Gonzales City Council voted unanimously July 25 to adopt an ordinance authorizing the issuance, sale and delivery of up to $6.2 million in aggregate principal amount of “City of Gonzales, Texas Combination Tax and Revenue Certificates of Obligation, Series 2019.” The city plans to use these funds for several infrastructure repairs. According to the Texas Comptroller of Public Accounts, certificates of obligation (COs) are a borrowing tool local government can use to fund public works without voter approval. COs are usually supported by property tax or other local revenues. The comptroller notes local governments usually use COs to fund emergency projects, such as disaster relief or court-necessitated capital spending.
As detailed in the city’s capital improvement plan, the city seeks to tackle several infrastructure projects at once. Allocated to water-related projects is $2,787,941. That funding will be used to rehabilitate numerous existing ground storage tanks, replace and upgrade water meters and replace waterlines. The city has $1,134,000 budgeted to replace several wastewater lines. For street and drainage improvements, the city estimates those fixes will cost $2,194,800. In total, the city estimates the projects will cost $6,116,741. By using COs, instead of going budget-to-budget, the city hopes to expediate the repair process.
To secure payment for the COs, the city is authorized to levy an ad valorem tax and pledged “certain surplus revenues of the city’s waterworks and sewer system.” Mayor Connie Kacir also asked financial attorney Noel Valdez if surplus revenues from the city’s electric enterprise account could be used to repay the COs, and he said they could.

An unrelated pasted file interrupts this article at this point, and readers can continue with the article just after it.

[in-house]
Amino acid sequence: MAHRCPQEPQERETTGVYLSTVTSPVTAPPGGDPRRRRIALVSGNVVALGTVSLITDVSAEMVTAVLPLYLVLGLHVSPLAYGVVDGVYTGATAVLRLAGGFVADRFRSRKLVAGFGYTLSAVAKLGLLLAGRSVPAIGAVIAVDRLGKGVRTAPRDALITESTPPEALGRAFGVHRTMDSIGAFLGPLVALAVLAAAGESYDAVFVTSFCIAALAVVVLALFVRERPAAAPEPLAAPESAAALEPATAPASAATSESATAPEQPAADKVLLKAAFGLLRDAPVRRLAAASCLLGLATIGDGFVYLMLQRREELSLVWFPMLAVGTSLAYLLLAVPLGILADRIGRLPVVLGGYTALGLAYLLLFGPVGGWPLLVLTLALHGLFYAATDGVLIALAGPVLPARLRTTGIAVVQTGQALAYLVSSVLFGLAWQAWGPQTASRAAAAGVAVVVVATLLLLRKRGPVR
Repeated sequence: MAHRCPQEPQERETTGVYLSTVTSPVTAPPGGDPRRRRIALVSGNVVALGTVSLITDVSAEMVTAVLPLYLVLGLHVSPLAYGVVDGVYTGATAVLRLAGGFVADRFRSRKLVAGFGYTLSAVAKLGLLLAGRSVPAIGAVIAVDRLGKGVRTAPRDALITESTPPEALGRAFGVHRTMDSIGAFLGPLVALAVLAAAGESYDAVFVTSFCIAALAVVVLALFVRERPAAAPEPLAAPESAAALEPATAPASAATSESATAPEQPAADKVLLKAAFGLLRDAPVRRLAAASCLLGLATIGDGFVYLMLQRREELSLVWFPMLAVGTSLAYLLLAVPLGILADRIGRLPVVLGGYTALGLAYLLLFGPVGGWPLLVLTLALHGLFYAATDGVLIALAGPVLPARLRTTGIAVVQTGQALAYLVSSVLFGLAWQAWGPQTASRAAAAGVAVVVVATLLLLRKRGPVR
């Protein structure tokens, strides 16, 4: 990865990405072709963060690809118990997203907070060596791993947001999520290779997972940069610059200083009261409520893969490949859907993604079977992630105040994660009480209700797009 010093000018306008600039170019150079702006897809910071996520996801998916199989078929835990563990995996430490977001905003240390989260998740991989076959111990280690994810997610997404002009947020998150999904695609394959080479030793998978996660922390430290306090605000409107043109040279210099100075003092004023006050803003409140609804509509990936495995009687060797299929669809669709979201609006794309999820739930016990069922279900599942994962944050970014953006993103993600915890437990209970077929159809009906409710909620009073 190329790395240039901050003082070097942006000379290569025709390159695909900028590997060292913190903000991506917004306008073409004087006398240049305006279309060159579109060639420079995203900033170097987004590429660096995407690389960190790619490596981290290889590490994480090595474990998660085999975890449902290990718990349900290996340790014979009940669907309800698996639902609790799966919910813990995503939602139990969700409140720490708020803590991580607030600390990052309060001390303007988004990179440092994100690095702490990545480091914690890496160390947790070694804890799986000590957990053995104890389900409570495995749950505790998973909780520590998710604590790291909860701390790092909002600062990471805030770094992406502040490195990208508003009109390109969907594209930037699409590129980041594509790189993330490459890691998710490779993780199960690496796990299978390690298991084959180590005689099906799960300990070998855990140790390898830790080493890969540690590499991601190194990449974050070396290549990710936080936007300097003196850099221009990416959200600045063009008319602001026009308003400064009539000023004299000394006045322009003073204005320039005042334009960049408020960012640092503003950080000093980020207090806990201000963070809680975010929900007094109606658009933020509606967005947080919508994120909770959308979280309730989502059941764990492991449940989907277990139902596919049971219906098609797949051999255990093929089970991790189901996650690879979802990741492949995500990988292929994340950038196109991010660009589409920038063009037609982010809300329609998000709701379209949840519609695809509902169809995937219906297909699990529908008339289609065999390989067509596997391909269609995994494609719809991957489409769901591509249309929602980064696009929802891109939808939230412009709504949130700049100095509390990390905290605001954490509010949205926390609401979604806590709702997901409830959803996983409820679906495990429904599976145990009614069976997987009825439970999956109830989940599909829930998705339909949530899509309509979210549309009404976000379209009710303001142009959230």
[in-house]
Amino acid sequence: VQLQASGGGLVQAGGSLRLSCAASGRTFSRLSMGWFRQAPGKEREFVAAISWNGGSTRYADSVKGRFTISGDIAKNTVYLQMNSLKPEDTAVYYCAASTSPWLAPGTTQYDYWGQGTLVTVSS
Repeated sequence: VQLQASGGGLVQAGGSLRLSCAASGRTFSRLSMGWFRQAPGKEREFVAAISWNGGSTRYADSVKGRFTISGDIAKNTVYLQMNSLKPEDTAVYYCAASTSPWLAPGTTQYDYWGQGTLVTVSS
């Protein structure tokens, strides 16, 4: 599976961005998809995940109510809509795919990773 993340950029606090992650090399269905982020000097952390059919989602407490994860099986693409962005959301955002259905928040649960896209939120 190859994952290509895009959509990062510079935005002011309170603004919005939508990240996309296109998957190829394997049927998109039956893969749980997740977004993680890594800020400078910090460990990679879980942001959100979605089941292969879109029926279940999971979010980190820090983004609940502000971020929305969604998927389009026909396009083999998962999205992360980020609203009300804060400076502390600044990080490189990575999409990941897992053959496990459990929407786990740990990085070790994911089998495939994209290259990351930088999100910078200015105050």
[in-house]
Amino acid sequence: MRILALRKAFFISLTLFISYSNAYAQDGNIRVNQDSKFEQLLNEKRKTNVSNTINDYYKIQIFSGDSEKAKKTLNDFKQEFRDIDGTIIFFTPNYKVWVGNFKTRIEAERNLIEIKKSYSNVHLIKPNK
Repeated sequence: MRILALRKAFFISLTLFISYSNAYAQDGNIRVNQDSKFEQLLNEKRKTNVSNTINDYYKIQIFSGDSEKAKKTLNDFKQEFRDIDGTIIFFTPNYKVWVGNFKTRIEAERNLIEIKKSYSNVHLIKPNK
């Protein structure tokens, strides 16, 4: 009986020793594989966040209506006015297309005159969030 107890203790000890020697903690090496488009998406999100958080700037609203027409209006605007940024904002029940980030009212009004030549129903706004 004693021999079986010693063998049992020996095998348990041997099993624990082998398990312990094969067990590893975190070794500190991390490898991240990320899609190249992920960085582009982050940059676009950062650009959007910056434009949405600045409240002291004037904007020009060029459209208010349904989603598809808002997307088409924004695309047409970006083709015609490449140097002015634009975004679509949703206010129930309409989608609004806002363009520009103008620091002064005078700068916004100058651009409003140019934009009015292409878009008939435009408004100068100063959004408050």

“This surplus revenue pledge with the waterworks and sewer system is attached to the certificates of obligation for purposes of compliance with state law, so that you can get all monies from the certificates of obligation deposited to the construction fund when we deliver the certificates of obligation,” Valdez said. “However, this doesn’t mandate that you use waterworks and sewer system revenues necessarily to the extent that you have surplus electric revenue funds that get into the general fund. Those can be used to subsidize the payment that would otherwise come from taxes.”
Rafael Martinez, RBC Capital Markets representative, told council the COs have an all-in 3.11 percent interest rate. Councilmember Dan Blakemore noted that due to the city maintaining its “A+ rating” it does not need to purchase bond insurance for the COs.
“That speaks volumes for the direction that we’re headed,” Blakemore said. “Hats off to every one of our citizens and thank y’all very much.”
The last section of the ordinance authorized “the execution of a paying agent/registrar agreement, a paying contract, an official statement and all other instruments and procedures related therto.”
Martinez said the bonds have been released to market and were “well received.” They will be open for trade Aug. 22, 2019.
Other news from the meeting: